By Tarasovich, Barbara; Lyons, Bridget
Strategic Finance , Vol. 91, No. 4
It's hard not to know about Axe, the number one deodorant product in the U.S., or Dove, with its "real beauty" campaign featuring ordinary women rather than models.
Unilever's finance team played a key role in the success of these brands and others. The company achieved its fourth consecutive year of accelerating organic sales growth from less than 0.5% in 2004 to more than 7% in 2008, according to Jim Lawrence, Unilever's CFO. Its strategy is to focus on volume growth and strengthening the competitive position of the company's brands.
While growth has slowed to 4% in 2009, this is still strong relative to the market. In August, CEO Paul Polman stated, "While conditions remain difficult in many markets, I am encouraged by the return to volume growth across all regions and the majority of countries and categories. More of our brands are improving share again behind strong innovations, greater consumer value, increased marketing support, and better execution. We continue to focus on restoring volume growth while protecting margins and cash flow for the year as a whole." In terms of actual recent performance during this difficult economic time, volume growth went from -1.8% in the first quarter of 2009 to +2% in the second quarter.
In this article, we examine how the finance function at Unilever was redesigned to deliver the firm's strategic goals, including an emphasis on volume growth and competitive position of its brands. Beginning in 2005, the finance team at Unilever asked: How should the finance function operate to achieve these goals? The result was the creation of a five-step process dubbed "Finance of the Future." The steps in the process are detailed below.
Define "Finance of the Future"
In order to understand the context of the finance team's current participation in achieving Unilever's goals, we need to first look at the origin of the finance team's redesign. At a meeting several years ago, Unilever's top 200 finance professionals set a strategic direction for the team to become "Partners in Value Creation." The team identified what they would look like 10 years into the future. They determined a major transformation was necessary, not only in the leadership and culture of the team, but also in the underlying financial systems and processes. In the past, Unilever had operated with a very decentralized organization structure, and, as a result of this structure, the finance team had collaborated on projects but had never truly worked with one consistent directive globally.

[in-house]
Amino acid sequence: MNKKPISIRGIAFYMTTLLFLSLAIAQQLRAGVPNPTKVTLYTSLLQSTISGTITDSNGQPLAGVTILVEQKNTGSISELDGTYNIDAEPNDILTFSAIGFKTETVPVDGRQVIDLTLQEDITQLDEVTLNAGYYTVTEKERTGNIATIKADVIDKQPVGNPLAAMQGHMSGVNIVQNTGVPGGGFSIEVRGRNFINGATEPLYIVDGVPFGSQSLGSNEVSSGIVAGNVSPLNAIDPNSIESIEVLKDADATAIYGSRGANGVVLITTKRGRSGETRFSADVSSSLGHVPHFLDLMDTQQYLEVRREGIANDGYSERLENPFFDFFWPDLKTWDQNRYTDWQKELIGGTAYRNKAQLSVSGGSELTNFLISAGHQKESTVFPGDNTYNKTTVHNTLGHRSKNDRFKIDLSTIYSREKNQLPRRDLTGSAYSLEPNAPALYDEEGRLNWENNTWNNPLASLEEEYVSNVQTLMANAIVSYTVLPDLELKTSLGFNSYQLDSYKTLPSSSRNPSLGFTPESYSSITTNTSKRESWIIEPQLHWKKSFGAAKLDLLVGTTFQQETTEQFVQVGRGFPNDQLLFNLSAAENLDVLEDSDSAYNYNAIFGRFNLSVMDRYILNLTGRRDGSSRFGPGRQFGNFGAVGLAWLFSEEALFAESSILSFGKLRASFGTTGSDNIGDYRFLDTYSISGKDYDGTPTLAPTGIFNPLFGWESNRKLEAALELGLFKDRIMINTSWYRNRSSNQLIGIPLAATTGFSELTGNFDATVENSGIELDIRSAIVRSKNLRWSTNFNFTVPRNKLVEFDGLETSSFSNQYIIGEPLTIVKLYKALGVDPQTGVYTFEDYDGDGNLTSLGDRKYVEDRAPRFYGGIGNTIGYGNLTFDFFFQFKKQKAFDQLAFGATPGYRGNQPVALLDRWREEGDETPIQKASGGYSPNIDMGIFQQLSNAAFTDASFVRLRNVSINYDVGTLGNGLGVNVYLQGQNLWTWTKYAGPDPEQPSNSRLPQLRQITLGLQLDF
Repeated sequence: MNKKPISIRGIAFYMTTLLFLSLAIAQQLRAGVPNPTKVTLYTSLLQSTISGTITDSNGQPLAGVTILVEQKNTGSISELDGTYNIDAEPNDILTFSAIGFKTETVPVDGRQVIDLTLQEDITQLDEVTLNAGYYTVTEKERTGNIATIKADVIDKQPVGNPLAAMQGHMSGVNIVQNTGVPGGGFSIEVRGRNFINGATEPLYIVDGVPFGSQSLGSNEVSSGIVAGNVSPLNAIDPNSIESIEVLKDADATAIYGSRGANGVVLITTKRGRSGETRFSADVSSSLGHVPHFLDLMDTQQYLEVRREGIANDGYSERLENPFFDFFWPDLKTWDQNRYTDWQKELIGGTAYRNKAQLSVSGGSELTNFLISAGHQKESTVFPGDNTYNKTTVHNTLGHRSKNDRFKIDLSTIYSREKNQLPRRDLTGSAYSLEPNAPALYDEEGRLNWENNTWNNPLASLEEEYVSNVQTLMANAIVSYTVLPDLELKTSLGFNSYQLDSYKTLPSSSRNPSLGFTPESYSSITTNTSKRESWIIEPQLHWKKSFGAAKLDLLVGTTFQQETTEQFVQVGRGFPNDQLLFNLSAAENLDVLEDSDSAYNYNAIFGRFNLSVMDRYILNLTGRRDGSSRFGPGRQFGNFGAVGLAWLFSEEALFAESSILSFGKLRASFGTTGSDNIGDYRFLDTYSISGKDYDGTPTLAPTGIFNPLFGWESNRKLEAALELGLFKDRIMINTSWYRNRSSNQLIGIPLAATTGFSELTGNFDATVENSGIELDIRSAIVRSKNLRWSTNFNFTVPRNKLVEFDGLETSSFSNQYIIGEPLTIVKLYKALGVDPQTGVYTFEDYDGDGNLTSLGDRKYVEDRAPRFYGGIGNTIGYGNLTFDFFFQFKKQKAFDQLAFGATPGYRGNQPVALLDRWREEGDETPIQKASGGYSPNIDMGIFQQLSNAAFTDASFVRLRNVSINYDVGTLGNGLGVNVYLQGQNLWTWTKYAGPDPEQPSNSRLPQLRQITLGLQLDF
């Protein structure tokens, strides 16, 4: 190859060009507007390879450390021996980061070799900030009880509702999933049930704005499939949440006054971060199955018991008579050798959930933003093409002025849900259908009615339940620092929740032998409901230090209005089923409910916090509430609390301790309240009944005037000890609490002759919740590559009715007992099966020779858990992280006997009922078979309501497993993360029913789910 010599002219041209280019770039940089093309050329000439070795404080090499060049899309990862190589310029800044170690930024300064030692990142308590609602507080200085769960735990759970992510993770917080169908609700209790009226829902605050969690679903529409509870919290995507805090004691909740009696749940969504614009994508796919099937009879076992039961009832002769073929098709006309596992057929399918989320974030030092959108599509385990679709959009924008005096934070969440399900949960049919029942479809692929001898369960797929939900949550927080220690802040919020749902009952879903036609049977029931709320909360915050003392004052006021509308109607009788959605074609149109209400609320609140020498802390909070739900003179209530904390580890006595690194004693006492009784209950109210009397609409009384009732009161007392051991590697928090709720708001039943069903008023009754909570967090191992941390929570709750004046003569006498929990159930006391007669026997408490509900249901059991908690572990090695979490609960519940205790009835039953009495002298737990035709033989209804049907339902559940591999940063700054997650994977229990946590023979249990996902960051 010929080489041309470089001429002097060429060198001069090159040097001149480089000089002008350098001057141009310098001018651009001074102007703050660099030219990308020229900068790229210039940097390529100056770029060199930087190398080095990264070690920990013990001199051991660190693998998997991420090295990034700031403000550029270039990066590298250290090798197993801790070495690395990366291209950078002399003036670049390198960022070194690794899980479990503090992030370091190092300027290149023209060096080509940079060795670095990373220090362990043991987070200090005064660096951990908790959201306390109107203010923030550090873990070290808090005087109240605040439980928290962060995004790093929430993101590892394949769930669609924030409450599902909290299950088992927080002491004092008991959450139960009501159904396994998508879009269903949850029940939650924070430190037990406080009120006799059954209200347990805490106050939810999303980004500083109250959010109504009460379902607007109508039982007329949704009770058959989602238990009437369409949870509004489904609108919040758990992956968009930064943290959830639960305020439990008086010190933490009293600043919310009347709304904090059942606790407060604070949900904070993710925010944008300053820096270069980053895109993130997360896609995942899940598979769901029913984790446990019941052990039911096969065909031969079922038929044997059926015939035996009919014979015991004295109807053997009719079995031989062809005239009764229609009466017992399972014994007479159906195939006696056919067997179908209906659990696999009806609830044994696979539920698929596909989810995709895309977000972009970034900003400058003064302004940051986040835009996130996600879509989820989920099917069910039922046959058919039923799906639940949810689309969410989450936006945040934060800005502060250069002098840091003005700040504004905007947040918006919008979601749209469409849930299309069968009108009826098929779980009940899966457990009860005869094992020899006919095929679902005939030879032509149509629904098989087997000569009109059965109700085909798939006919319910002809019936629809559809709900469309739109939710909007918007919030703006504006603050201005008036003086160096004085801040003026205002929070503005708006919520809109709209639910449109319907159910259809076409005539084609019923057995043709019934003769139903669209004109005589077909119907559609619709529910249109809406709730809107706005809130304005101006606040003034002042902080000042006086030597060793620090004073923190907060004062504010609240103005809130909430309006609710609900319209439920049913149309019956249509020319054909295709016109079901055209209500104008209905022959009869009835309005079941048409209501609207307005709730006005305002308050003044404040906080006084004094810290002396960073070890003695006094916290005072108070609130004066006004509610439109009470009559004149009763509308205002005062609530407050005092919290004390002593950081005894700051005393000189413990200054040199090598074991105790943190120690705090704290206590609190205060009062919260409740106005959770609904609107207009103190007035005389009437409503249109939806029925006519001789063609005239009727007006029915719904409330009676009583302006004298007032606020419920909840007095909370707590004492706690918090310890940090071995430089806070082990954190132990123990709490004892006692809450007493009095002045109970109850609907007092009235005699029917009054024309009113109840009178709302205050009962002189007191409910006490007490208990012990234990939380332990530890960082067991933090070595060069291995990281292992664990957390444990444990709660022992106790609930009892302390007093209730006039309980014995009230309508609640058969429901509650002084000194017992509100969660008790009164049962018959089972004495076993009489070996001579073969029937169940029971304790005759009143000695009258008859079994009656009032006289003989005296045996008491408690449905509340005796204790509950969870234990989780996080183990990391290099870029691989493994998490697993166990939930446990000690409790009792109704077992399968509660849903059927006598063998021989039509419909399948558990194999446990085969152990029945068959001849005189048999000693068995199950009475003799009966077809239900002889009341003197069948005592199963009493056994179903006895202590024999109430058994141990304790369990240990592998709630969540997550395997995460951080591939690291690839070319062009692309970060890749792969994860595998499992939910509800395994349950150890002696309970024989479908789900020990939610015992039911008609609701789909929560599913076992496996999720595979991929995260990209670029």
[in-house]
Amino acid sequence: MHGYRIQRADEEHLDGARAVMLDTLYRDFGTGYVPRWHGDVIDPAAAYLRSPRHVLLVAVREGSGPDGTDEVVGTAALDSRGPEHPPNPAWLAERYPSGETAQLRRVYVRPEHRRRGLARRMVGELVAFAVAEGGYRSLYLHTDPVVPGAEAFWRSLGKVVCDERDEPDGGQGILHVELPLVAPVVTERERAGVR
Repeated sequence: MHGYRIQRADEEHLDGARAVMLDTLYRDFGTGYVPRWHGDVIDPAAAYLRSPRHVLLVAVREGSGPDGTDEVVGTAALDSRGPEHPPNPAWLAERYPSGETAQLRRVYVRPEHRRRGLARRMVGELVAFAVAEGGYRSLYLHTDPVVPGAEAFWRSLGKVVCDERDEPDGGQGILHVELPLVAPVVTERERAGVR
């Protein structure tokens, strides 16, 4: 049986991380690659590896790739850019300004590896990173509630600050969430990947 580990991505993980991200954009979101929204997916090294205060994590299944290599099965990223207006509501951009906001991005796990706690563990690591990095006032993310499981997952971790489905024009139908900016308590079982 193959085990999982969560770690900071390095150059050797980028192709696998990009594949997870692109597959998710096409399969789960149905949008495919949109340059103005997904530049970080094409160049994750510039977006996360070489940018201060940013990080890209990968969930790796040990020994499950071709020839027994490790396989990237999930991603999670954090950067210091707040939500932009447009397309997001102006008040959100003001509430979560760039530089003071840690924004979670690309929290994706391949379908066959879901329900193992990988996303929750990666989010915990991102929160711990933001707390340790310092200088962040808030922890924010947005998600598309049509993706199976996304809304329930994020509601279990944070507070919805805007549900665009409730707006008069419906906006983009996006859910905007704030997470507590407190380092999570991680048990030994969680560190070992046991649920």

Develop Strategic Thrusts
The team developed strategies known as "Strategic Thrusts," which aligned with Unilever's overall strategy. These five strategies include innovative business partnering, people and organization, dynamic performance management, world-class financial processes, and financial flexibility. Here's a look at each of them.
Innovative Business Partnering (IBP)--Upgrade capabilities to better enable the finance team to add direct value to the business and influence and support Unilever's strategy. This thrust included developing a practical toolkit for decision support and focused on finance professionals who work with brands and customers specifically.
People and Organization--Develop a leading-edge finance team to focus on changes required in behavior, design and implement a learning plan, and create a compelling career proposition to attract and retain the best talent.
Dynamic Performance Management--Apply IBP to the organization's framework. This thrust focuses on the forecasting processes and developing relative performance targets, rolling forecasts, and trend reporting.
World-Class Financial Processes--Simplify financial processes and improve underlying transactions processing, accounting, and information management by forming shared finance services as well as enterprise-wide financial systems. …